Government is not taking enough responsibilty for planning affordable housing – as the outcry over Battersea shows
“Letting Londoners down” was how the capital’s mayor, Sadiq Khan, described Wandsworth council’s decision, earlier this month, to let the developer behind the £9bn Battersea Power Station redevelopment cut the number of affordable homes the scheme would deliver by 40%.
According to Khan, the council appeared to “have had the wool pulled over their eyes”. The council hit back that the viability study Khan wielded in his attack was out of date, and that it effectively had a choice between accepting a lower number of affordable homes, or refusing planning and risking all of them. To muddy the waters of the huge riverside development further, a statement from the head of Wandsworth’s planning committee on the scale of the issues facing the project was amended on the same day it appeared, finally settling on the verdict the scheme was “facing significant challenges”.
This week, exactly what those challenges entail has been set out by Rob Tincknell, the chief executive of the Battersea Power Station Development Company. The man heading the project likes to use the motto “don’t do ordinary”, and the string of complexities on the project prove it is anything but: rebuilding the iconic chimneys before the rest of the power station, an onsite hospital for site workers, and a punishing construction schedule that required the handover of 30 homes a week in the first phase of the work.
If schemes the size of Battersea include just 9% affordable housing, it doesn’t create much hope of the UK dealing with its most serious housing crisis since the 1960s
Extraordinary, too, however, is the fact that the cost of dealing with asbestos on the project has rocketed to £44m from just £190,000 indicated by initial asbestos surveys. This is a 200-fold rise. Meanwhile, complications with rebuilding the chimneys have caused the cost of doing so to soar £20m to £48m, and unforeseen challenges with piling and building an underground energy centre have led to other huge rises. On top of this, like so many other London jobs, the scheme has been hit with the double whammy of rising construction costs, and an aversion among contractors to bearing risk due to political and economic uncertainty.
While some of these issues – landmark chimneys clearly among them – are specific to Battersea, others – rising costs and risk aversion - are not. And because of this, the “some is better than none” argument put forward by the council in relation to an affordable housing cut is not unique to the project either. This stance is not restricted to London. Up and down the country, changes in market conditions often lead councils to accept changes to previously agreed levels of affordable homes. And, with costs predicted to rise in line with labour shortages, and potentially be exacerbated by Brexit, those market changes are only set to become more evident.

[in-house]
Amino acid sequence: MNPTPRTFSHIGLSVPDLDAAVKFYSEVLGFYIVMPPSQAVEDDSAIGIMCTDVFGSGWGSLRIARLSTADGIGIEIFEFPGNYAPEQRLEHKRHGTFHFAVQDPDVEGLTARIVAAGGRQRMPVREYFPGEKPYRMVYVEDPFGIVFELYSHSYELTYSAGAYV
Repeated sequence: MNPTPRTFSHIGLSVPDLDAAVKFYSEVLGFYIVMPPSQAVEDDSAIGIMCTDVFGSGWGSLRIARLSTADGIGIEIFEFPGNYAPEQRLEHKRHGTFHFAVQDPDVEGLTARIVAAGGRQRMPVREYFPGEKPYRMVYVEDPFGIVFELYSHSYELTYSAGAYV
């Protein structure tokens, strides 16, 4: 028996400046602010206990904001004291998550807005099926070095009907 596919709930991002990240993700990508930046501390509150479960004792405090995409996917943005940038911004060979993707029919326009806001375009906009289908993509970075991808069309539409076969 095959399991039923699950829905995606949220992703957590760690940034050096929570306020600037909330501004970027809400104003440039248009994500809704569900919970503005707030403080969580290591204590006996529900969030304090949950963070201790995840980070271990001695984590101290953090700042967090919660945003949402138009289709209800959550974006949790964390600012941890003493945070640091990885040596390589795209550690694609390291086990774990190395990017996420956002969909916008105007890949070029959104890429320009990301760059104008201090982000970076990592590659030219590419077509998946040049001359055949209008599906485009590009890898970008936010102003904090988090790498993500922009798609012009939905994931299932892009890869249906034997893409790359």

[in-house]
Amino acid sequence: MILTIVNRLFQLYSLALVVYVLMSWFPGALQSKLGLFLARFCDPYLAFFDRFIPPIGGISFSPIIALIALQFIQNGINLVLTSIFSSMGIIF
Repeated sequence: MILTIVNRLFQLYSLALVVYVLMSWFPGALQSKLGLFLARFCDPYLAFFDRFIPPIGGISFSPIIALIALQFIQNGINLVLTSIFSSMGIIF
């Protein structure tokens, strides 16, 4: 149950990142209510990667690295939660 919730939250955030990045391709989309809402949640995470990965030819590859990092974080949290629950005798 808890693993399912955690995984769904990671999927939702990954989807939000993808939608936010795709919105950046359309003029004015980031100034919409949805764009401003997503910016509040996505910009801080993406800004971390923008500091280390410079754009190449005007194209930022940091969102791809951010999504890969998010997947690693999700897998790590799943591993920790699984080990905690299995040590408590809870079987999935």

Despite Khan’s scathing attack on Wandsworth, it’s easy to see how a council in this position could feel its hands are tied. However, despite this, and no matter how justifiable a cut in the number of affordable homes on a particular scheme may be (though taking a hit on a scheme peppered with multimillion-pound homes doesn’t perhaps elicit immediate sympathy), for a country with a clear crisis over housing provision and affordability, this trend is not sustainable. If schemes the size of Battersea include just 9% affordable housing, it doesn’t create much hope of the UK dealing with its most serious housing crisis since the 1960s.
The system for delivering affordable housing urgently needs fixing – and the government needs to look at itself as much as it looks at the private sector
Councils pushing for the highest viable amount of affordable homes in private developments is the right thing to do – but, particularly in the current market, it is not a mechanism that can be relied on to deliver on the scale and with the certainty the country needs. If the saga around Battersea indicates nothing else, it shows that the system for delivering affordable housing urgently needs fixing – and the government needs to look at itself as much as it looks at the private sector, if not more.
One part of the solution is to increase public sector delivery of affordable homes. Amid the entanglement of negotiations with the DUP, the EU, and her own party, Theresa May has gone noticeably quiet over her vision of a “new generation of council housing” – though it’s gratifying to see Khan last week unveiling a £1.7bn deal with housing associations and councils to build 50,000 affordable homes.
Then there was that other Tory manifesto commitment to find a way for the public sector to benefit from the land value rises that are created in areas surrounding developments. These funds could then be diverted back to infrastructure, or more affordable housing.
In tandem, a focus on policy that promotes homes for rent – both social and private sector – needs to be far more embedded than it is now.
At a time when first-time buyers in London need an average deposit of just under £100,000, the public sector needs to take far greater responsibility for planning the delivery of affordable homes. Leaving it to the vagaries of the market, when the market itself is abounding with uncertainty, is a colossal abdication of responsibility.
Sarah Richardson, editor